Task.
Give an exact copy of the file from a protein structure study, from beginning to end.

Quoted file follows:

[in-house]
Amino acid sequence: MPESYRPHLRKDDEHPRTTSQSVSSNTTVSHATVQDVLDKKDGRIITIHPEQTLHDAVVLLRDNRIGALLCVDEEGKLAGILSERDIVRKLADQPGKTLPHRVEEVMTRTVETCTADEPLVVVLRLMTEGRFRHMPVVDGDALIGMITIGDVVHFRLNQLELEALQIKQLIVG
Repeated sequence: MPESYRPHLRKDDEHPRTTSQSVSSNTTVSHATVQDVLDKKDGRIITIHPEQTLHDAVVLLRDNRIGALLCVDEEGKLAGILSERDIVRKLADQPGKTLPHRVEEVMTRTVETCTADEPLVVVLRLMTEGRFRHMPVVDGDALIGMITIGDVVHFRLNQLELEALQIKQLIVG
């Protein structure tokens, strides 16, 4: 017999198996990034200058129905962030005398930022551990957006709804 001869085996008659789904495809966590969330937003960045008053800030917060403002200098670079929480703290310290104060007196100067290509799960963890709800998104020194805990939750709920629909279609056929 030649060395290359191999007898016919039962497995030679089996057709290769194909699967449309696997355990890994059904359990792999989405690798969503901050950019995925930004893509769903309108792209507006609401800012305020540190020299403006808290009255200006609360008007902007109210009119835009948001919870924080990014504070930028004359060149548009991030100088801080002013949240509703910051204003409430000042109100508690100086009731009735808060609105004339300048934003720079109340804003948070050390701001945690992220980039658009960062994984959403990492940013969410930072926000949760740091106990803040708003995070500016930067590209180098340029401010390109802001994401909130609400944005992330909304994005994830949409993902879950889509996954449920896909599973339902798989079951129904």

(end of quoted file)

[in-house]
Amino acid sequence: MPESYRPHLRKDDEHPRTTSQSVSSNTTVSHATVQDVLDKKDGRIITIHPEQTLHDAVVLLRDNRIGALLCVDEEGKLAGILSERDIVRKLADQPGKTLPHRVEEVMTRTVETCTADEPLVVVLRLMTEGRFRHMPVVDGDALIGMITIGDVVHFRLNQLELEALQIKQLIVG
Repeated sequence: MPESYRPHLRKDDEHPRTTSQSVSSNTTVSHATVQDVLDKKDGRIITIHPEQTLHDAVVLLRDNRIGALLCVDEEGKLAGILSERDIVRKLADQPGKTLPHRVEEVMTRTVETCTADEPLVVVLRLMTEGRFRHMPVVDGDALIGMITIGDVVHFRLNQLELEALQIKQLIVG
């Protein structure tokens, strides 16, 4: 017999198996990034200058129905962030005398930022551990957006709804 001869085996008659789904495809966590969330937003960045008053800030917060403002200098670079929480703290310290104060007196100067290509799960963890709800998104020194805990939750709920629909279609056929 030649060395290359191999007898016919039962497995030679089996057709290769194909699967449309696997355990890994059904359990792999989405690798969503901050950019995925930004893509769903309108792209507006609401800012305020540190020299403006808290009255200006609360008007902007109210009119835009948001919870924080990014504070930028004359060149548009991030100088801080002013949240509703910051204003409430000042109100508690100086009731009735808060609105004339300048934003720079109340804003948070050390701001945690992220980039658009960062994984959403990492940013969410930072926000949760740091106990803040708003995070500016930067590209180098340029401010390109802001994401909130609400944005992330909304994005994830949409993902879950889509996954449920896909599973339902798989079951129904």